Wednesday, June 27, 2007

Prying information with the crowbar of my curiosity

Last night I went to see Evan Almighty (moral: "Change the world one act of random kindness at a time"). On my way there, I helped a stranded motorist get gas. I then got a favor of my own when the theater people let me in even though I lost the ticket I purchased earlier in the day. Buoyed by these two events, I strode up to the concession stand, hankering for some Reese's Pieces. In the middle of the lobby, however, was an unusual sight: a long line of people, cordoned off by ropes made of film. Was this a concession line? I suppose I should ask somebody.

When needing to know information from strangers, I generally stride toward those I deem most receptive to talking to me. Or whoever's cutest. In this case, I just went for the first person I saw: a balding guy in glasses, sitting Indian-style on the carpet. Next to him were three or four college-age girls. The guy is the first to look up at me.

"Hey, is this the concession line?" I ask, casually.


"Hey, is this the concession line?" I ask, casually. Again.

Guy looks at me as if he can't see through his glasses.

"Is this the concession line?"

Beat. Another beat. "You talking to me?"

"I'm talking to anybody. Is this the concession line?"

Beat. Another beat. "No."

At this point, I'm really curious. "What line is this, then?"

Nothing. Guy diverts his attention. I feel like I'm talking to myself now. Awkward.

I begin to step away.

Finally, one of the college girls turns around and says, "It's a movie line."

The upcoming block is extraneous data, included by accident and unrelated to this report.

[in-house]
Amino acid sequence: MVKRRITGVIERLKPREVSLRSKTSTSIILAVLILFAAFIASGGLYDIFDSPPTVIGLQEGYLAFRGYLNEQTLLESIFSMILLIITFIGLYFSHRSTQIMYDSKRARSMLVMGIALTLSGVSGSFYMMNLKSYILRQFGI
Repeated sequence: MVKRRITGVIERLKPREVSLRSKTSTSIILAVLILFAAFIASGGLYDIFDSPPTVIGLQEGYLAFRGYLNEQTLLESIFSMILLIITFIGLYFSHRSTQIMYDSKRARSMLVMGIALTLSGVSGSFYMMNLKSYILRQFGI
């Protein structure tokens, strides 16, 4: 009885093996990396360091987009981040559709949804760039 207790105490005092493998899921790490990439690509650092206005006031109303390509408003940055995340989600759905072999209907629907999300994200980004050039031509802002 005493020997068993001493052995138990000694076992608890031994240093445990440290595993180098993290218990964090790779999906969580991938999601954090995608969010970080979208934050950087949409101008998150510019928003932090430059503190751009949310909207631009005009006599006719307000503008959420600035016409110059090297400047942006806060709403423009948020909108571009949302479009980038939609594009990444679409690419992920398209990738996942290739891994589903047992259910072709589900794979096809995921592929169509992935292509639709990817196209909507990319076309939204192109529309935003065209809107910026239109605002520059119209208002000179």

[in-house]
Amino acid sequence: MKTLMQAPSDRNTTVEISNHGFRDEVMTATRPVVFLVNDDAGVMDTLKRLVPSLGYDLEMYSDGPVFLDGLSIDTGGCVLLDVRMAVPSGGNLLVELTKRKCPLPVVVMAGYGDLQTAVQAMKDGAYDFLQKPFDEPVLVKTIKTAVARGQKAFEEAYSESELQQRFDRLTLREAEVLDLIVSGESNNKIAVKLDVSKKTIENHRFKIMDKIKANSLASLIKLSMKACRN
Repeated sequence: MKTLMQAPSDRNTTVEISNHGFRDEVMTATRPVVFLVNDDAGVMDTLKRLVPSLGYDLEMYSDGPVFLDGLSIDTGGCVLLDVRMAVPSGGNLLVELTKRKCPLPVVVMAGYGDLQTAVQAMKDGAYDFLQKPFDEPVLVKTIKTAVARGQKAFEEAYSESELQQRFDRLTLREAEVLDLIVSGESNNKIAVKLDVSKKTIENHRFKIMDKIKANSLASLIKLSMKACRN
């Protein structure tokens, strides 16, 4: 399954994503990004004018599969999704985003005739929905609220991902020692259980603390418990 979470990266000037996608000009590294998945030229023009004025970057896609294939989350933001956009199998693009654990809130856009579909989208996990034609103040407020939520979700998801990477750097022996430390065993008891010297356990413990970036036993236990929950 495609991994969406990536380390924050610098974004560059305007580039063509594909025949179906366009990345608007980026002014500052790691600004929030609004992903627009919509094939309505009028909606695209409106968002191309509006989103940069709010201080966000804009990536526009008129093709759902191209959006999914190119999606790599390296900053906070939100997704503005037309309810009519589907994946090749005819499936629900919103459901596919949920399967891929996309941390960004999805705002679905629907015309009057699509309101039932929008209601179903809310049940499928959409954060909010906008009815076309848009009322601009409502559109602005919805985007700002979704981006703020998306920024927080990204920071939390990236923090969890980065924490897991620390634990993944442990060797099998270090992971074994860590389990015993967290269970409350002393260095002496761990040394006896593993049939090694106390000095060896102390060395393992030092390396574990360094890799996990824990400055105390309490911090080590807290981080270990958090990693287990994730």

"Which movie? Transformers?" I ask, not expecting an answer.

Beat. Another beat. "Live Free and Die Hard," she says.

"Ah," I mutter, marveling at how I'm adopting Missouri speech patterns.

Conversing with some southerners is like talking to a wall, but at least that wall talks back to you.


yournamehere said...

Was Evan Almighty as bad as it looks?

Ian McGibboney said...

Surprisingly, no. I went into it thinking it was just a cash-in sequel with a ridiculous plot line. But it retains a surprising amount of the spark that lit up Bruce Almighty. Yes, this would not have been made without Steve Carell's rise to stardom. Yes, it's ridiculous most of the time. But you've got to love any movie that says in the credits something like, "Homeland Security does not endorse any of the actions taken near Capitol Hill in this movie." And the premise seems less far-fetched within the context of the movie, and isn't overly religious.

Becky said...

Are you planning on going to see Transformers? Thomas and I are going on Tuesday afternoon. :)